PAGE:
To the Editor:
My daughter traveled to New York City in March 2003 to participate in the National Model United Nations. At the end of her trip, she carefully packed all of her treasured souvenirs, only to arrive home and find a taped-up, mangled mess of a suitcase. She was in tears over the loss of her mementos. In the suitcase was the same form note from the Transportation Security Administration that Chris Davis received (Fly on the Wall, September 2nd issue).
We dutifully sent in the claim form filled out with all of the required information for reimbursement. Since another trip to NYC is not in the offing, it was really hard to put a true value on the worth of the destroyed souvenirs -- broken frames, scratched pictures, trinkets in pieces. We received a note back from the TSA acknowledging receipt of the claim form and that was it! Seventeen months later, we still have nothing to show for the loss. My daughter certainly felt victimized by the TSA and La Guardia Airport.
To the Editor:
At the Republican National Convention, Senator Zell Miller and Vice President Dick Cheney attacked Senator John Kerry on his record, saying he flip-flops on issues. (It seems to me that the nature of politics requires politicians to compromise and see both sides of issues.) But the flip-flopping hasn't been one-sided: In March 2001, Miller called Kerry "one of this nation's authentic heroes, one of this party's best and greatest leaders."
In September 2002, President Bush said, "You can't distinguish between al-Qaeda and Saddam when you talk about the war on terror." A year later, he said, "We've found no evidence that Saddam Hussein was involved in September 11th." Flip-flop. Bush has also flip-flopped on free trade, WMD, campaign finance, gay marriage, abortion, and the 9/11 Commission.
Americans need to educate themselves on Bush's record. Talk to an educator about No Child Left Behind. Talk to an environmentalist about how the Clean Air Act allows companies to release more pollutants or how the Healthy Forest Initiative allows more logging in our national forests. Next time you're at McDonald's, ask the person at the counter if they think the economy is "strong and getting stronger." Next time you see a recent college graduate, ask them about the job market in their respective field. Talk to low-income seniors about their medical and prescription drug bills. Talk to any of the millions of Americans who have lost their manufacturing jobs to other countries. Educate yourself about Bush's failed policies and his tendency to lie to the American people.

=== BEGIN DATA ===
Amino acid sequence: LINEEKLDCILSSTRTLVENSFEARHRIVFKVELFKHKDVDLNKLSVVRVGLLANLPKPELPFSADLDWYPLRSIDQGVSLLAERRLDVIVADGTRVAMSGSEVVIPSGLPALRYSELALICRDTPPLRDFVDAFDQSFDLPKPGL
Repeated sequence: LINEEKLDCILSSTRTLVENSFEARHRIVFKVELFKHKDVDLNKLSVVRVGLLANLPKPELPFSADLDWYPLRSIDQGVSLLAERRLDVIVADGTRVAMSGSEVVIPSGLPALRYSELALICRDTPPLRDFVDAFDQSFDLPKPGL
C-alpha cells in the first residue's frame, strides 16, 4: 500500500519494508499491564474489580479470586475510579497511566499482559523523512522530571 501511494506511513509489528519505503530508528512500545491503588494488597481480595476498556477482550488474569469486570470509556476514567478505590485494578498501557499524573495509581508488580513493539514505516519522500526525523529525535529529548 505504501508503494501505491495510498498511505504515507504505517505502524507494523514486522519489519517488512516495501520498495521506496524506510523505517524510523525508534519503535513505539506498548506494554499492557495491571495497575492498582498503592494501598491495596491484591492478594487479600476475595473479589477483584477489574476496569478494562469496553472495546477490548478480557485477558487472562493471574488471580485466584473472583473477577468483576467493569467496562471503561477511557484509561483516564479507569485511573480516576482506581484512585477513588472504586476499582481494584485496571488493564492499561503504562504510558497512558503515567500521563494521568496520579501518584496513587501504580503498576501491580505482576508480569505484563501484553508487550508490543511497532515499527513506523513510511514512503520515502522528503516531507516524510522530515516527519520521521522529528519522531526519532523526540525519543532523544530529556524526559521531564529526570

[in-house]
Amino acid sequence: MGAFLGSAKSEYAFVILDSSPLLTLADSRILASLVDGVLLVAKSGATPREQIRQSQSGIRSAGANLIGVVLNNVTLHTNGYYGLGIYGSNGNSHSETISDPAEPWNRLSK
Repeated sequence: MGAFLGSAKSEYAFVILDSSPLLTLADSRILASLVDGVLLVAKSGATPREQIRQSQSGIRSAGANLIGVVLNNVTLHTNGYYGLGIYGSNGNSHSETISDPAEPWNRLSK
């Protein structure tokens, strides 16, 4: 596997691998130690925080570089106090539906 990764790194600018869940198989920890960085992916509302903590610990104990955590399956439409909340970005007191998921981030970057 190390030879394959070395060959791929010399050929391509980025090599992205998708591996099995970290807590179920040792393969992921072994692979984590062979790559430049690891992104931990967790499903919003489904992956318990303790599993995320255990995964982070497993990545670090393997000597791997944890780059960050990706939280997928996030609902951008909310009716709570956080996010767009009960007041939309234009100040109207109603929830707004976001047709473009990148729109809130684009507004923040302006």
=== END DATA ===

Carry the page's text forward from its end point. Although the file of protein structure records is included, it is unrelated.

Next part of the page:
To the Editor:
Robert Torchia wrote to the Flyer (August 26th issue) giving his views of the current Wonders exhibition, "Masters of Florence: Glory and Genius at the Court of the Medici." Everyone is entitled to his opinion, however, Professor Torchia's acid comments were misleading at best.
Torchia represents a minority of the feedback from historians, curators, and museum directors in Memphis and around the world. Wonders, like most cultural institutions, is a not-for-profit organization with oversight by a board of directors. It is not the "entrepreneurial" enterprise that Torchia suggests. The comprehensive exhibitions that Wonders is known for combine history, culture, science, and art to weave a storyline which is presented in a thoughtful, beautiful, and entertaining manner.
Although there was input from the Wonders staff in the development of the exhibition, "Masters of Florence" was curated by Annamaria Giusti and Cristina Acidini, published and respected art historians. The quality and weight of the exhibition drew 240 works from 64 collections in Italy and France, which illustrate the story of the Medici family. The exhibition contains works by artists supported by the Medici, including Botticelli, Michelangelo, Raphael, Ghiberti, Fra Angelico, Ghirlandaio, Giotto, Daddi, Donatello, and many others.
The three reproductions that Torchia mentions include casts which were commissioned by Wonders from the oldest extant molds of two panels from Ghiberti's "Gates of Paradise" and a 19th-century reproduction of Galileo's telescope, all clearly labeled as reproductions. The power of a three-dimensional representation of the "Gates of Paradise" to portray the magnificence of the works is far better than any photograph. The original panels have just finished a 30-year restoration project and could not be lent.
"Masters of Florence" is being shown exclusively in Memphis through October 3rd. Come and see the exhibition and make your own decision.
Steve Masler, Chief Curator
Wonders: The Memphis
International Cultural Series